8. I took a new parts brush and lightly sprayed it with the WD40 as a cleaner; I made sure it wasn't dripping. I pinched the bristles so as to stiffen the brush to help remove the white corrosion debris from the boards. I cleaned both sides of the top board and just the non-camera chip side of the lower board. Using another new brush I wiped off as much of the cleaner as I could from the brush so that t was barely wet then cleaned the camera chip side of the lower board taking care NOT to get the brush on the camera chip lens as it might ruin the lens. I DID NOT USE ANYTHING HARD TO DO ANY CLEANING OF THE BOARDS AS IT WOULD HAVE DESTROYED THE BOARDS!


“Cleaned” housing.



Here is the CCD chip board showing the “lens”. The contaminants were mostly removed from the boards which was what was shorting out the camera causing it not to work. I found it impossible to get all of it out of the housing but hope that it will take awhile before it builds up again. Also my camera CCD chips “lens” looked to be a little dirty or streaked from it possibly being accidentally being touched by my finger or from the water getting in there so I took a lens cloth (micro fiber type) and very gently passed the cloth over the lens. Note that I said I just passed it over the chip and not “rubbed” as that had the potential to ruin the lens permanently if it got scratched.



The boards simply snap together electrically by the gold colored connectors in the photo. I started reassembling the camera by putting the lower board back into the housing, being sure to put the screws back as they were (refer to my photo)




Those little spacers were a bit tricky at first but I learned it was easier to start the screw with the spacer on it then put the top board in, just had to be sure the board to board connectors went back together.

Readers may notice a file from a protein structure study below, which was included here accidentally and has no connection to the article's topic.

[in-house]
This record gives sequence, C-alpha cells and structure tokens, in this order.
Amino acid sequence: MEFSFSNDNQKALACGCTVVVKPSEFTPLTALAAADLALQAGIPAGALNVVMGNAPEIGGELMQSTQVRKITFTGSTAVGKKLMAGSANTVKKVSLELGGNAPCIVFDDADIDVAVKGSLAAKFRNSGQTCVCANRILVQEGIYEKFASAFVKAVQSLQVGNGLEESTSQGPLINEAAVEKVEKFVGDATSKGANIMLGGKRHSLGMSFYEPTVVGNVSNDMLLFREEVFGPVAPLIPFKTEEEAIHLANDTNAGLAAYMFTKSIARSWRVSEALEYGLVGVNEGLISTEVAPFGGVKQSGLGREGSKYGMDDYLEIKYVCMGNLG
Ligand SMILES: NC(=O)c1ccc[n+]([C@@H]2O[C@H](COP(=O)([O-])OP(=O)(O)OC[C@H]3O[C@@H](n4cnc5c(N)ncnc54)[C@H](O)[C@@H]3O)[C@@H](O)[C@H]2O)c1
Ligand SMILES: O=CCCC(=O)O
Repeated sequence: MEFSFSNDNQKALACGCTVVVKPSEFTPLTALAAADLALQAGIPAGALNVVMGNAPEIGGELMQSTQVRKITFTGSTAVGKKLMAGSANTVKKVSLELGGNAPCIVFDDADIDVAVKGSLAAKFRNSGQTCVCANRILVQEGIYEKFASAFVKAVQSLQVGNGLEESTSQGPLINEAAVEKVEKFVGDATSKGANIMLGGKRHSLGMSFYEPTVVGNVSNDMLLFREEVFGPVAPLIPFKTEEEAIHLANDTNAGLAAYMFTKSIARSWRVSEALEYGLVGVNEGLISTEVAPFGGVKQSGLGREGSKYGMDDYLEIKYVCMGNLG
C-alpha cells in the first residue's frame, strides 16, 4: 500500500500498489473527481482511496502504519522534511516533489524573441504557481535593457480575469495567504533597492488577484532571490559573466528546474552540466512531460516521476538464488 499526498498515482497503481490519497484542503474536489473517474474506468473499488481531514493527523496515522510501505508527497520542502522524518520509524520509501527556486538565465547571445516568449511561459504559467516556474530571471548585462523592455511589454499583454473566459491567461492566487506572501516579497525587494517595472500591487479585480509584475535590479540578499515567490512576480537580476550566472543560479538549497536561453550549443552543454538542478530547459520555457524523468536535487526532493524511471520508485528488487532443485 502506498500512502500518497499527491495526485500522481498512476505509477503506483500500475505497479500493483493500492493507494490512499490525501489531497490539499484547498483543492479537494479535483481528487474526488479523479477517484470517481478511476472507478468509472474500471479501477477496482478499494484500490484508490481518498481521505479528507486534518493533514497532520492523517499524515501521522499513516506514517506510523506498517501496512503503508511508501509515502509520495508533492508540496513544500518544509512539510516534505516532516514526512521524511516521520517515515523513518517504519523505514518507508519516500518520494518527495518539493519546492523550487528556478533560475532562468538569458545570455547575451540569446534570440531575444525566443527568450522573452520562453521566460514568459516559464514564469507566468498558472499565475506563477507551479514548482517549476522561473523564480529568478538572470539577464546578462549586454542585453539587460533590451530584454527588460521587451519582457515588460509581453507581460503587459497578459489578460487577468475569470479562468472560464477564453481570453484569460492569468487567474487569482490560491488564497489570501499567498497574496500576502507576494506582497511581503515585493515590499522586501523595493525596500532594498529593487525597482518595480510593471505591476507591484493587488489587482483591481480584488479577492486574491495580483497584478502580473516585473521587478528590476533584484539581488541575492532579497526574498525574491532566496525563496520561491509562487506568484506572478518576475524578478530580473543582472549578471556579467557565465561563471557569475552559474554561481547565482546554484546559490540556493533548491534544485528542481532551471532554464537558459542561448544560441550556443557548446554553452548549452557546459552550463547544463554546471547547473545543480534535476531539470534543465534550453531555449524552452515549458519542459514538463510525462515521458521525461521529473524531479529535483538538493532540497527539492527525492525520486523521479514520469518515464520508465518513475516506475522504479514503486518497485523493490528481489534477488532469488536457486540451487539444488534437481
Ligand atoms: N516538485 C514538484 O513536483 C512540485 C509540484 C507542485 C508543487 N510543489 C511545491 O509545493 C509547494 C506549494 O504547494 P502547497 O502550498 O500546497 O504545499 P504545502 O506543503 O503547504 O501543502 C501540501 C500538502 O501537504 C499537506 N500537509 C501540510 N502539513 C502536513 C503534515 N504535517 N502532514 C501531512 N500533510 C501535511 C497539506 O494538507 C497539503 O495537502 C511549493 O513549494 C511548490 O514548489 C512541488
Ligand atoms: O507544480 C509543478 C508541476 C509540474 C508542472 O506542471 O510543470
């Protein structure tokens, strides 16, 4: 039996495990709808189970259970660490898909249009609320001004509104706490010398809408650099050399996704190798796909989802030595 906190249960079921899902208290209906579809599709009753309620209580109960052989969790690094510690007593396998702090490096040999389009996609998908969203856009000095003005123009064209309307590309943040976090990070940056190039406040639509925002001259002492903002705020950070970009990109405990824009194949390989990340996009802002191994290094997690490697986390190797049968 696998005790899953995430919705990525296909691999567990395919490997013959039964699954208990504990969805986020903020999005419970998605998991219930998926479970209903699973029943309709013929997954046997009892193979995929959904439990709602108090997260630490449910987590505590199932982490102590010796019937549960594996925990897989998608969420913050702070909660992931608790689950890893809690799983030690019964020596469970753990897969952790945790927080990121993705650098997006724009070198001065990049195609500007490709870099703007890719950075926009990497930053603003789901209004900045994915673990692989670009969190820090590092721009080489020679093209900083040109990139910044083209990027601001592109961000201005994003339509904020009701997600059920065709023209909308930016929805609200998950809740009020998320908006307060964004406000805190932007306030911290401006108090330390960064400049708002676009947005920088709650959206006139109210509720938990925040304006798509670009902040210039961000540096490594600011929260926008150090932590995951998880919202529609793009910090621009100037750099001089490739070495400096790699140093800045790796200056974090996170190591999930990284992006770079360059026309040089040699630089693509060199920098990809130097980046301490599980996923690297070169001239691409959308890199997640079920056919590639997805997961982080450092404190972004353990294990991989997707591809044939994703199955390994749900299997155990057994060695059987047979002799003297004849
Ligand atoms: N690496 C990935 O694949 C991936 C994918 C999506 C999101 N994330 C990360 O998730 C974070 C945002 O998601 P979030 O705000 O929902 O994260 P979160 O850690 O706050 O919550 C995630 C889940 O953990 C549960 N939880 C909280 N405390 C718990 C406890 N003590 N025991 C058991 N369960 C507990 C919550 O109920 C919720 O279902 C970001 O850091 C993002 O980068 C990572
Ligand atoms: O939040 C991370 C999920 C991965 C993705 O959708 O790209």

The rest of the reassembly was simply the reverse of steps 3 back to 1. When you put the panel back on just be sure to hit it with the palm of your hand where the snaps are located to be sure they reattach. 


My camera worked better than it had since new and the image was much sharper!


It might sound hard but this was not hard to do and I'm not a certified mechanic. It took about an hour with most of the time spent cleaning the camera housing as I didn't want to scratch the lens that you see from the outside of the car. AGAIN! DON'T TRY TO REMOVE THIS LENS AS IT IS SEALED TO THE HOUSING AND YOU WILL END UP BREAKING IT IF YOU TRY.  I just want to be sure that those who have never done anything like this know it can be done if someone takes their time and exercises care as this is the way I fixed the problem.



Edited by RageZro, 18 May 2017 - 02:42 AM.

#2 EnemyAce



  • Soul Hamster (Regular Member)
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  • Country:United States
  • State/Province:Ohio
  • City/Area:Cincinnati
  • Year:2013
  • Soul:Plus +
  • Color:Bright Silver Metallic

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Posted 24 May 2017 - 04:49 PM

Heh, I had the same problem with my backup camera. I was going to try to mount an aftermarket camera in the OEM housing, but I can't find any that are 1/2" in diameter. I should probably try to clean mine as you did, but I'm afraid I may have destroyed it when I took it out.


I'm in Cincinnati, too! I live in the City of Wyoming, off of I-75.